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Monday, August 12, 2019

Russell Ride 2019-Post and Video Clip

Excerpt from the 2019 Russell Ride Journal followed by a Utube clip
Day 1-Following a grinding work day on Friday the 21st, I opted to leave at 7:30 AM instead of 6:00. This decision proved stressful as weekend traffic was thick, post summer solstice and hitting the peak of tourist season in the Pacific Northwest. Luckily, I knew the route, slamming along Route 3 past the navy ships mothballed on shore until I exited onto “old Belfair Highway” and a bike lane. Then an easy mostly flat 10-mile ride into Belfair and a climb along the tree-lined highway towards Shelton. Past Herron Island and the northern Puget Sound outposts of Allyn and Grapeview, the route to the logging town of Shelton is preceded by a paved shoulder which is 24 inches wide at most. This seemingly adequate safety zone fails to consider the intrusion of mirrors which extend 18 inches from the passenger side of the commercial trucks, pickups, and recreational vehicles. Consequently, the cyclist must ignore the danger and ride a steady line.  
Aside from the late start I was soon pelted by rain all of the way into Mason County’s largest town. Nathan spotted me and did a quick pull over so we could take a photo to document the conditions, wet and miserable. Shelton is a 2-hour ride from Bremerton and entering the timber hub requires meandering around warehouses and various highway intersections. I am always relieved when I see the “Welcome to Shelton” sign as I leave town. There may be amenities here but they are opaque to the visitor, even someone going 15-miles-an-hour. I do not even recall a park with a restroom.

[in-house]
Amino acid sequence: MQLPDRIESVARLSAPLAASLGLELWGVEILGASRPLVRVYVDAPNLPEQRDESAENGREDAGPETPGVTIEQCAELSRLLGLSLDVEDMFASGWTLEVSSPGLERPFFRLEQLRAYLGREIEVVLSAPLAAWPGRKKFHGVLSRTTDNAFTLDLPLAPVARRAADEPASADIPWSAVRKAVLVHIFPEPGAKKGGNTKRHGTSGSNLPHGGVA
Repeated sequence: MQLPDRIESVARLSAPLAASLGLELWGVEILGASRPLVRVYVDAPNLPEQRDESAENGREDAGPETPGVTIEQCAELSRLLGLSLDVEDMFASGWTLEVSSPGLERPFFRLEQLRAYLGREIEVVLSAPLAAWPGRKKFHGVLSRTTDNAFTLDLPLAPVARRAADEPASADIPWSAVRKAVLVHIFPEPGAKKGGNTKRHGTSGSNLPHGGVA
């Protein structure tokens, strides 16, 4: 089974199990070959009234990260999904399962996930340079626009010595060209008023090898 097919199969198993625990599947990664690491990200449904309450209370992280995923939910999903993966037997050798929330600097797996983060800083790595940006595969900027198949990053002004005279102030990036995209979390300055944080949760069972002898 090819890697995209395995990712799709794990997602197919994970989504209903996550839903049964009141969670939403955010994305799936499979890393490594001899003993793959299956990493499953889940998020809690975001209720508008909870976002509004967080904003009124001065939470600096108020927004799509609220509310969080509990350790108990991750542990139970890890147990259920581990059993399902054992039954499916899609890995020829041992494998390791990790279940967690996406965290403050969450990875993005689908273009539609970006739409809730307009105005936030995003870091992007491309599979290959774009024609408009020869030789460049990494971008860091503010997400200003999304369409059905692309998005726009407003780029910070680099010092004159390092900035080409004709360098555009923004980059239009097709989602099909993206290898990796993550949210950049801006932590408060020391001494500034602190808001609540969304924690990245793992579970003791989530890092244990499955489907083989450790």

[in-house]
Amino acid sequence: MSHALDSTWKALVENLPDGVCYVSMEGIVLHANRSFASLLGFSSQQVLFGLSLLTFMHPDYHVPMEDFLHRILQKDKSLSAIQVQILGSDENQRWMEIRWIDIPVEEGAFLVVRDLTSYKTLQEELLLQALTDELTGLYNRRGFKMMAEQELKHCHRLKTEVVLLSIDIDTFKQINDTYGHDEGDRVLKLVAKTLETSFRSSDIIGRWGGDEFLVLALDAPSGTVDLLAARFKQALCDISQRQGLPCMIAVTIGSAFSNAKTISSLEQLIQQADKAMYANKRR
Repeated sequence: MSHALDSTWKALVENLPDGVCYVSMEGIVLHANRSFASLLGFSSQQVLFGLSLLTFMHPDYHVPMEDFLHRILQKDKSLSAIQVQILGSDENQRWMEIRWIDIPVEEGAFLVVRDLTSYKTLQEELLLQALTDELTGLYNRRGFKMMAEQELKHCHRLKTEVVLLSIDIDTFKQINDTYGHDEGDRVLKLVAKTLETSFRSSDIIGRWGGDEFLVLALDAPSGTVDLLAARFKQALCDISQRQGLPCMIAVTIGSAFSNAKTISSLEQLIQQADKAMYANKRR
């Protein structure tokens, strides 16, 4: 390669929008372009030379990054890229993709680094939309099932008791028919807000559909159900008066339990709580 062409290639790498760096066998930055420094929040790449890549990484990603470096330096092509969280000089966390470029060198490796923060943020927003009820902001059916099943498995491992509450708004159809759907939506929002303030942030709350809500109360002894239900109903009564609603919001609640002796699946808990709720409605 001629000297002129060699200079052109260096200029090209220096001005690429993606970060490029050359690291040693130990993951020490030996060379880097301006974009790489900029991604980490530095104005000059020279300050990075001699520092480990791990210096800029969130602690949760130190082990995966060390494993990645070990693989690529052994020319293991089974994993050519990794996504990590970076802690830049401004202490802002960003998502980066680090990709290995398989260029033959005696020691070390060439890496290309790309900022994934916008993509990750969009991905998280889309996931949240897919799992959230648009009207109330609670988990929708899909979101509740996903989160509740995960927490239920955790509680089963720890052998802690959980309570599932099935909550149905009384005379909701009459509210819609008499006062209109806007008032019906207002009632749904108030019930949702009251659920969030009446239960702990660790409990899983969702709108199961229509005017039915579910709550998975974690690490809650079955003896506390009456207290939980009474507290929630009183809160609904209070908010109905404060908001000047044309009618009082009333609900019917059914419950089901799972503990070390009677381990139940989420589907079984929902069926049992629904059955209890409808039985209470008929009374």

After a short highway jaunt on 108, I turn off at the McCleary casino which is my half-way rest stop. No flush toilets here, but a nice selection of porta pots and a picnic table with some historical markers. Nathan meets me here, right on schedule and we chat for 20 minutes. From here, I am now riding on smooth pavement along country roads, past farms and scaling a surprising number of hills. Once in the village of McCleary I turn left onto a beautiful bike path all the way into Elma, a sweet little town with some urban planning forethought including actual bike lanes. The land becomes flatter here, but the headwind increased to 20 MPH. I wryly observed my speed decrease on my odometer despite my best efforts. At one point I pulled into a bus shelter for a respite. Luckily, the rain had abated and it was sunny. I soldiered on to Montesano and the smiling face of my son, in the IGA parking lot. 

Nathan rode from Montesano, with a westerly crosswind and I waited for him 30 miles away in Raymond, a timber town. Weyerhaeuser owns most of the land in the region, but the town is on a river and is quite scenic with verdant hills all around. It even has sculptures along the road, a sure sign of affluence. I don’t remember much about it from last year, probably because I was so intent on getting into Astoria. South Bend is a charming town just west of Raymond with a bike path along the water and a great bike tool station with restrooms! I waited for Nathan here. He seems to be a strong rider and looks awesome in his made-in-the-US Borah gear! The goal is to camp tonight, so I need to find a site before dark and then circle back and find him. Destination-Cape Disappointment State Park on the Long Beach Peninsula.

Having plenty of time to kill, I decided to try and visit the man whom had helped me last year on the inaugural Russell Ride. I drove to his humble home and the place looked fairly deserted. I also saw a “for sale sign” off the road. I sure hope he didn’t die from his diabetes induced dialysis. Anyway, I left him the articles about the research the Russell Ride contributed to in 2018 and about this year’s ride. I also left him a brochure from Benaroya Research Institute.